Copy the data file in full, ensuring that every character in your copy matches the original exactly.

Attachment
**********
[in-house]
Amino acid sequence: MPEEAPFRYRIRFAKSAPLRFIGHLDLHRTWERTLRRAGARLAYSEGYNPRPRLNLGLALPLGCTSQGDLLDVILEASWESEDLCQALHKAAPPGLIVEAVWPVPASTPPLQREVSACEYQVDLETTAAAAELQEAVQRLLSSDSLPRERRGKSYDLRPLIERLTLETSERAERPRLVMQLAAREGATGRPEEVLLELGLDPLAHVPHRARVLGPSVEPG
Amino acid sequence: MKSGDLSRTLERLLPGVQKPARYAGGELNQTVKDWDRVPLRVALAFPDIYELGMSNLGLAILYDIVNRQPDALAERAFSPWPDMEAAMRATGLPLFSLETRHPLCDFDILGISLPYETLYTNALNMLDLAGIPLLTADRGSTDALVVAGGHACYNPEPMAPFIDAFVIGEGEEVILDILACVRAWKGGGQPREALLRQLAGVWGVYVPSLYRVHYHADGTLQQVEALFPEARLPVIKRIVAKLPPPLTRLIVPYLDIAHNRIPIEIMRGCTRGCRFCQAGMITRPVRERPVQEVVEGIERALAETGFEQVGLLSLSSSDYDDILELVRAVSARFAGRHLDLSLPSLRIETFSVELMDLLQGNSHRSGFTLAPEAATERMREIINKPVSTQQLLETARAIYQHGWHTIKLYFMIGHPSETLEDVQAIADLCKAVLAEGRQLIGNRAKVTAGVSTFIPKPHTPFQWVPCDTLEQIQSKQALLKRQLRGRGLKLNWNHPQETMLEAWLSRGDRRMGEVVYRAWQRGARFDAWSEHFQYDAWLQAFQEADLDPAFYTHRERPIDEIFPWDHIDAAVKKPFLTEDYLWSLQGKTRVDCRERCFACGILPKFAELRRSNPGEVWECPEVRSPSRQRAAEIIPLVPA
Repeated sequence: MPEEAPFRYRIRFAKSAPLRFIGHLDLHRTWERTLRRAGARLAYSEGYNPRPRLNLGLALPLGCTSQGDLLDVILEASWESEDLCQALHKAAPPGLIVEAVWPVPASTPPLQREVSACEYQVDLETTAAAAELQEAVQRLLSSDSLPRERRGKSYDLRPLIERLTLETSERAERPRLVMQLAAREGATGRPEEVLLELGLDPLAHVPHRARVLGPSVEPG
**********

[in-house]
Amino acid sequence: MPEEAPFRYRIRFAKSAPLRFIGHLDLHRTWERTLRRAGARLAYSEGYNPRPRLNLGLALPLGCTSQGDLLDVILEASWESEDLCQALHKAAPPGLIVEAVWPVPASTPPLQREVSACEYQVDLETTAAAAELQEAVQRLLSSDSLPRERRGKSYDLRPLIERLTLETSERAERPRLVMQLAAREGATGRPEEVLLELGLDPLAHVPHRARVLGPSVEPG
Amino acid sequence: MKSGDLSRTLERLLPGVQKPARYAGGELNQTVKDWDRVPLRVALAFPDIYELGMSNLGLAILYDIVNRQPDALAERAFSPWPDMEAAMRATGLPLFSLETRHPLCDFDILGISLPYETLYTNALNMLDLAGIPLLTADRGSTDALVVAGGHACYNPEPMAPFIDAFVIGEGEEVILDILACVRAWKGGGQPREALLRQLAGVWGVYVPSLYRVHYHADGTLQQVEALFPEARLPVIKRIVAKLPPPLTRLIVPYLDIAHNRIPIEIMRGCTRGCRFCQAGMITRPVRERPVQEVVEGIERALAETGFEQVGLLSLSSSDYDDILELVRAVSARFAGRHLDLSLPSLRIETFSVELMDLLQGNSHRSGFTLAPEAATERMREIINKPVSTQQLLETARAIYQHGWHTIKLYFMIGHPSETLEDVQAIADLCKAVLAEGRQLIGNRAKVTAGVSTFIPKPHTPFQWVPCDTLEQIQSKQALLKRQLRGRGLKLNWNHPQETMLEAWLSRGDRRMGEVVYRAWQRGARFDAWSEHFQYDAWLQAFQEADLDPAFYTHRERPIDEIFPWDHIDAAVKKPFLTEDYLWSLQGKTRVDCRERCFACGILPKFAELRRSNPGEVWECPEVRSPSRQRAAEIIPLVPA
Repeated sequence: MPEEAPFRYRIRFAKSAPLRFIGHLDLHRTWERTLRRAGARLAYSEGYNPRPRLNLGLALPLGCTSQGDLLDVILEASWESEDLCQALHKAAPPGLIVEAVWPVPASTPPLQREVSACEYQVDLETTAAAAELQEAVQRLLSSDSLPRERRGKSYDLRPLIERLTLETSERAERPRLVMQLAAREGATGRPEEVLLELGLDPLAHVPHRARVLGPSVEPG